Redgate’s new SQL Monitor now ensures that DevOps teams can monitor and track deployments at all times.
Majority of security solutions focus on externally triggered unauthorized and illegitimate access to systems and information. Unfortunately, the most damaging malicious activity is the result of internal misuse within an organization, perhaps since far less attention has been focused inward.
Insider threats are one of today's most challenging cybersecurity issues that are not well addressed by commonly employed security solutions. It is also one of the most challenging attack models to deal with in practice.
In general, insiders are authorized users that have legitimate access to sensitive/confidential material, and they may know the vulnerabilities of the deployed applications and business processes. Many attacks caused by malicious insiders are more difficult to detect compared to those of external attackers whose footprints are harder to hide.
Twitter threads can usually make for irresistible reading. This particular one from respected cybersecurity veteran Phil Venables is an invitation to shake off Twitter's rapid-fire rhythm and focus on this critical yet unspoken topic — Insider Threats.
These threads are little essays in miniature. I'd encourage you to read the entire thread that is linked here.
Lets kick off this article with Phil's formal definition. As Phil states in his twitter thread — grossly simplifying, there are 3 types of threats:
■ Trusted insiders who go bad over time due to disgruntlement or other (Progressive Insider Risks).
■ Trusted insiders who go bad immediately from some cue like coercion from an external actor (Instantaneous Insider Risk)
■ Infiltrators, i.e. external attackers who infiltrate the organization. Infiltrators can often look like Instantaneous Insider Risks
In all cases, the legitimate user within an organization who has been granted access to systems and information resources, but whose actions are counter to policy, and whose goal is to negatively affect confidentiality, integrity or availability of critical information assets.
In recent years, famous whistle-blowers have made their way into the media, such as the high profile data exfiltration cases involving Edward Snowden or Chelsea Manning. Although such cases may be viewed as security issues breaking the confidentiality of secret information, they may also be viewed as human loyalty manifested to the country or the society
The state-of-the-art seems to be still driven by forensics analysis after an attack, rather than technologies that prevent, detect, and deter insider attack.
One would have to thread together many indicators within context in order to provide conclusive evidence of an insider attack. Some examples are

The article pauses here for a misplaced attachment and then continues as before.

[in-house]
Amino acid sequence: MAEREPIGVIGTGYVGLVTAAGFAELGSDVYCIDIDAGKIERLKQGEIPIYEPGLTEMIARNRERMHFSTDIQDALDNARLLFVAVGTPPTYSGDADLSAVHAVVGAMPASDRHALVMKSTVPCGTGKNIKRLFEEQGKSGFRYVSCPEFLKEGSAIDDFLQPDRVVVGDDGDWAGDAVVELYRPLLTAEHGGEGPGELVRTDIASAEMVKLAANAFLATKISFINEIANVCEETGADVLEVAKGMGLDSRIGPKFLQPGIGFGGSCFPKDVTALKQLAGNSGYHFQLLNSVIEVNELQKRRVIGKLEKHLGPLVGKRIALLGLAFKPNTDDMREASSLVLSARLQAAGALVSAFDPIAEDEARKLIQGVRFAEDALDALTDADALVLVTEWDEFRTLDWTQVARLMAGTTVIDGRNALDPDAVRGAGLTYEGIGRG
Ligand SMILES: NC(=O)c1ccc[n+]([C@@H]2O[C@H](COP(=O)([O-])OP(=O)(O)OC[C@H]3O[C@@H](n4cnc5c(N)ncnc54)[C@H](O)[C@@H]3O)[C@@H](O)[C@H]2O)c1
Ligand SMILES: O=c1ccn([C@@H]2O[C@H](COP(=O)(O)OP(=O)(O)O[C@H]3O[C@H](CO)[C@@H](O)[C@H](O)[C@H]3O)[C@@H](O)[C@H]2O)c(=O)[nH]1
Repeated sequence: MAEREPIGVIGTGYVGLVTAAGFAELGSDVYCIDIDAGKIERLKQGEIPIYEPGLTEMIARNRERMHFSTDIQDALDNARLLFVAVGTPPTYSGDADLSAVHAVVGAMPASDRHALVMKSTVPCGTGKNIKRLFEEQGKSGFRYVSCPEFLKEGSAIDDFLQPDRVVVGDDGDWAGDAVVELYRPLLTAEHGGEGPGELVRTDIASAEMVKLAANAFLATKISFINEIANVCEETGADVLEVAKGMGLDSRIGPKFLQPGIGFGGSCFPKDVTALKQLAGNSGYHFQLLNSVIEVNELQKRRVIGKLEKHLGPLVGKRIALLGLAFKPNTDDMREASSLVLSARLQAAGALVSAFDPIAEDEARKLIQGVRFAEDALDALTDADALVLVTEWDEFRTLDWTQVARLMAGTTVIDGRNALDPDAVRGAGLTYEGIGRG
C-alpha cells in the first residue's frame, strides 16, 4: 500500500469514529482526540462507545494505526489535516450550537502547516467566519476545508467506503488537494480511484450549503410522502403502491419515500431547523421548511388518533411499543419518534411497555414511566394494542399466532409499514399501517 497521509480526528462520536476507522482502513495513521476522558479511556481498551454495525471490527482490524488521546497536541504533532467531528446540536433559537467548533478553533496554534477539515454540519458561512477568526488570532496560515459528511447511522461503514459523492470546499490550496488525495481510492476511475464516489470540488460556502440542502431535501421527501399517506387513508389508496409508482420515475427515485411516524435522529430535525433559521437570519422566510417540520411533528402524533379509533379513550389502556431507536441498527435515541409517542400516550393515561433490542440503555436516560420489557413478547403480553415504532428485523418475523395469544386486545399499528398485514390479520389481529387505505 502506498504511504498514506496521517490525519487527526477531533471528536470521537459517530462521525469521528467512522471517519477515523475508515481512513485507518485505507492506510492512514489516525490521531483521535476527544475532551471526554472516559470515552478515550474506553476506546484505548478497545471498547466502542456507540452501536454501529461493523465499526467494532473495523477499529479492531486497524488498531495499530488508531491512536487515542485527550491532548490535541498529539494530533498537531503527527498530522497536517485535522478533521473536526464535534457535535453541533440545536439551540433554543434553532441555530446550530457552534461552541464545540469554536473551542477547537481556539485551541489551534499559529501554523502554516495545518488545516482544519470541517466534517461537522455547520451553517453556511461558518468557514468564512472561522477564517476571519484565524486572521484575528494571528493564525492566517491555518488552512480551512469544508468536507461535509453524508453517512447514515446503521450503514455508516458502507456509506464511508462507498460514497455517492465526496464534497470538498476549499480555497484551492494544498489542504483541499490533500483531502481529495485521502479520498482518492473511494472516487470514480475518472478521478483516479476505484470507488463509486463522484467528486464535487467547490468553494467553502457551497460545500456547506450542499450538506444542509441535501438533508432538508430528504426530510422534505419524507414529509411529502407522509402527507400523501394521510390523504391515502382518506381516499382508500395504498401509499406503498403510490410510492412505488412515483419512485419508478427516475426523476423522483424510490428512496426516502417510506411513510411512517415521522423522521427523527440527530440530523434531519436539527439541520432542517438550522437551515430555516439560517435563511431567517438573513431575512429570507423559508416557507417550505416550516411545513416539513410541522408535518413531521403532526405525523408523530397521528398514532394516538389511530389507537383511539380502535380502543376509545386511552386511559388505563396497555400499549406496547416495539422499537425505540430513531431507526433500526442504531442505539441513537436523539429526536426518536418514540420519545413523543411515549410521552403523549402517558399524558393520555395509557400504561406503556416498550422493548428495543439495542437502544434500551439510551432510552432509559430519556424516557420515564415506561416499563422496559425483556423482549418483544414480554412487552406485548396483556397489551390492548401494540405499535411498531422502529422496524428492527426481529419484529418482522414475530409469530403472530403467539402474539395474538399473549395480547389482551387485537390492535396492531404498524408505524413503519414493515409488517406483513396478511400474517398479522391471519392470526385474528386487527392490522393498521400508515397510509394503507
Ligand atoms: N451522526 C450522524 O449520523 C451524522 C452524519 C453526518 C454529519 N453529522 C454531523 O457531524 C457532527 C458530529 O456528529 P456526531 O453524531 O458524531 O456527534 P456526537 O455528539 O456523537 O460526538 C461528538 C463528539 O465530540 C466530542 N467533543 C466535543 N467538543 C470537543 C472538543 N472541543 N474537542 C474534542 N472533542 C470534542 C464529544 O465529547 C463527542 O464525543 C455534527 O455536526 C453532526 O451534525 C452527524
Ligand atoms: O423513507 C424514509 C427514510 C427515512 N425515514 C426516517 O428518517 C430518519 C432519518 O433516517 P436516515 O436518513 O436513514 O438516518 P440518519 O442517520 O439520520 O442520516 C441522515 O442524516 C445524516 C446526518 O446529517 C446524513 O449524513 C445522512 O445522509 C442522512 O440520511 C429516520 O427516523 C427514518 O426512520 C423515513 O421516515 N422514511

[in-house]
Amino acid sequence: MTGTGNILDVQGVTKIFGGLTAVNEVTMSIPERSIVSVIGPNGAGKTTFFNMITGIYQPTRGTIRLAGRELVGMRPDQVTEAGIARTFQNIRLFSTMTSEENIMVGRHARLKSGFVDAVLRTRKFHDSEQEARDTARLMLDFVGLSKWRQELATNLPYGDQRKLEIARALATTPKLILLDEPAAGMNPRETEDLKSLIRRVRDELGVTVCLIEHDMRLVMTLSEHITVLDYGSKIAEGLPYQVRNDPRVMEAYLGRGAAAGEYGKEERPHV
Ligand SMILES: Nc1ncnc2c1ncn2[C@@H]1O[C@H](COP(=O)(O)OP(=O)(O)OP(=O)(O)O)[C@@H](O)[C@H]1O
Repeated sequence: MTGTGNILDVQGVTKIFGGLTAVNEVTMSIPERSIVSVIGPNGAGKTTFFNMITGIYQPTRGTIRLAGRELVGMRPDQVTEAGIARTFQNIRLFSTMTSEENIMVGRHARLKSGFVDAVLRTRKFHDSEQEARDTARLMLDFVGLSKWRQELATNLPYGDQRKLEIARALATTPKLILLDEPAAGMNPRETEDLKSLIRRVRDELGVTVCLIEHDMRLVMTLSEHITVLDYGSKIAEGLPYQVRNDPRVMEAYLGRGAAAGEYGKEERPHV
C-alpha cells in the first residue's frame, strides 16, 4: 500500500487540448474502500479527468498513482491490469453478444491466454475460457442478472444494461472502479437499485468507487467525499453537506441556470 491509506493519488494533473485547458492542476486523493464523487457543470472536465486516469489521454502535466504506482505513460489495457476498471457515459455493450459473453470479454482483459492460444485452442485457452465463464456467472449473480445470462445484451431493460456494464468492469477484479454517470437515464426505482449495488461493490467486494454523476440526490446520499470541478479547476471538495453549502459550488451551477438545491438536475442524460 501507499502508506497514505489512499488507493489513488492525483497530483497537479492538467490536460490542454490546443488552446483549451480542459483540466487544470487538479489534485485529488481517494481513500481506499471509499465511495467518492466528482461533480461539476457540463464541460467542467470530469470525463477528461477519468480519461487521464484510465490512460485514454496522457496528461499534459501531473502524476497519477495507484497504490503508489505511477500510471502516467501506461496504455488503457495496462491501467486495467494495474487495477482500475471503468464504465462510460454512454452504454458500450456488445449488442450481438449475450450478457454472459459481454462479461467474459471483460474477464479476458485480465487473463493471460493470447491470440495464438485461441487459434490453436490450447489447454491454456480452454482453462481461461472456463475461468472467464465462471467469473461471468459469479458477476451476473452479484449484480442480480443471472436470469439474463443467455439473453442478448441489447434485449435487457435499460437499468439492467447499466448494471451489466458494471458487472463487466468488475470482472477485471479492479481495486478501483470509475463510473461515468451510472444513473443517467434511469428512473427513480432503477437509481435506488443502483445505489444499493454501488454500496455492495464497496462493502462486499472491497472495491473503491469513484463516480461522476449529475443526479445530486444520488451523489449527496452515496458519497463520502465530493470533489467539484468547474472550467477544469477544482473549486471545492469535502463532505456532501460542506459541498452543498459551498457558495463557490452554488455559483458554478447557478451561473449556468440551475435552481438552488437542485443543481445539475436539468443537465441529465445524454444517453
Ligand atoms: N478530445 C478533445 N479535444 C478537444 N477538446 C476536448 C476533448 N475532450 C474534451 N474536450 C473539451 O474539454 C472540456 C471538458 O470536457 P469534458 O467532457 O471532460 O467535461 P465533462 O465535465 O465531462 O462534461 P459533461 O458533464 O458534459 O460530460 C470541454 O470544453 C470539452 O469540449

■ Markers: Insiders sometimes leave deliberate markers to make a "statement." Markers can vary in magnitude and obviousness. Finding the smaller, less obvious markers earlier — before the "big attack" occurs — should be a major goal of those faced with the task of detecting such attacks.
■ Errors: Perpetrators, like anyone else, make mistakes in the process of preparing for and carrying out attacks. The perpetrator will then erase the relevant log files and the command history.
■ Behavior: The perpetrator may, for instance, attempt to gain as much awareness about the potential victim system as possible. The use of commands such as ping, nslookup, finger, whois, rwho, git log, git-dorking, and others is only one of many potential types of preparatory behavior.
Scoping Assessment to detecting insider attacks would require continuous assessment of integrated business and technology software. In order to understand how to detect malicious insider actions, we have to understand the many forms of attack that have been reported:
■ Tampering with data (unauthorized changes of data or records)
■ Unauthorized extraction, duplication, or ex-filtration of data
■ Destruction and deletion of critical assets
■ Downloading from unauthorized sources or use of pirated software which might contain backdoors or malicious code
■ Eavesdropping, packet replication and sniffing
■ Purposefully installing malicious patches, modules, rootkits
■ Spoofing and impersonating other users
■ Misuse of resources for non-business related or unauthorized activities
■ Social engineering attacks
■ Software supply chain infiltration
■ Backdoors introduced for debugging purposes that intentionally gets deployed into production to bypass compliance